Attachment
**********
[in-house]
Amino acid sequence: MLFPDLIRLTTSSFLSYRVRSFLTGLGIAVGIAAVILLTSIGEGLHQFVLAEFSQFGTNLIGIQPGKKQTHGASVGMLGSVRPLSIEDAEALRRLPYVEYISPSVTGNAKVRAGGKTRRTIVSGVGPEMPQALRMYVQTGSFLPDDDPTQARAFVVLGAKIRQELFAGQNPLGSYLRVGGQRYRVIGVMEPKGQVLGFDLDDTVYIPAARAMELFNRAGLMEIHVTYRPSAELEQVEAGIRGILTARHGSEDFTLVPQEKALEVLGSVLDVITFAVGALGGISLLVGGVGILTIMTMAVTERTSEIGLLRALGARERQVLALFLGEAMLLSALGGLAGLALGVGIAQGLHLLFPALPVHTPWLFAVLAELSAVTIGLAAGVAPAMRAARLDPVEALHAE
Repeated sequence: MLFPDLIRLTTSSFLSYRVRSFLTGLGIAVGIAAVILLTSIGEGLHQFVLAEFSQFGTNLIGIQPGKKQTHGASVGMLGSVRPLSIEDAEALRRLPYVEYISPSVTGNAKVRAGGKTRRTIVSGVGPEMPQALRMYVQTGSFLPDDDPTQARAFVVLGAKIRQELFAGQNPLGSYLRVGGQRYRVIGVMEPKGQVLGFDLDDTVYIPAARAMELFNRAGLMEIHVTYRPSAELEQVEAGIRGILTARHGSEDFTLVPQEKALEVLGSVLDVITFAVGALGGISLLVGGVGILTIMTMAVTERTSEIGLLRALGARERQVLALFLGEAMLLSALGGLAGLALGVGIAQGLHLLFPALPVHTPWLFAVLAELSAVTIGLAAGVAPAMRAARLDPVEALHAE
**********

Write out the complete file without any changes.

[in-house]
Amino acid sequence: MLFPDLIRLTTSSFLSYRVRSFLTGLGIAVGIAAVILLTSIGEGLHQFVLAEFSQFGTNLIGIQPGKKQTHGASVGMLGSVRPLSIEDAEALRRLPYVEYISPSVTGNAKVRAGGKTRRTIVSGVGPEMPQALRMYVQTGSFLPDDDPTQARAFVVLGAKIRQELFAGQNPLGSYLRVGGQRYRVIGVMEPKGQVLGFDLDDTVYIPAARAMELFNRAGLMEIHVTYRPSAELEQVEAGIRGILTARHGSEDFTLVPQEKALEVLGSVLDVITFAVGALGGISLLVGGVGILTIMTMAVTERTSEIGLLRALGARERQVLALFLGEAMLLSALGGLAGLALGVGIAQGLHLLFPALPVHTPWLFAVLAELSAVTIGLAAGVAPAMRAARLDPVEALHAE
Repeated sequence: MLFPDLIRLTTSSFLSYRVRSFLTGLGIAVGIAAVILLTSIGEGLHQFVLAEFSQFGTNLIGIQPGKKQTHGASVGMLGSVRPLSIEDAEALRRLPYVEYISPSVTGNAKVRAGGKTRRTIVSGVGPEMPQALRMYVQTGSFLPDDDPTQARAFVVLGAKIRQELFAGQNPLGSYLRVGGQRYRVIGVMEPKGQVLGFDLDDTVYIPAARAMELFNRAGLMEIHVTYRPSAELEQVEAGIRGILTARHGSEDFTLVPQEKALEVLGSVLDVITFAVGALGGISLLVGGVGILTIMTMAVTERTSEIGLLRALGARERQVLALFLGEAMLLSALGGLAGLALGVGIAQGLHLLFPALPVHTPWLFAVLAELSAVTIGLAAGVAPAMRAARLDPVEALHAE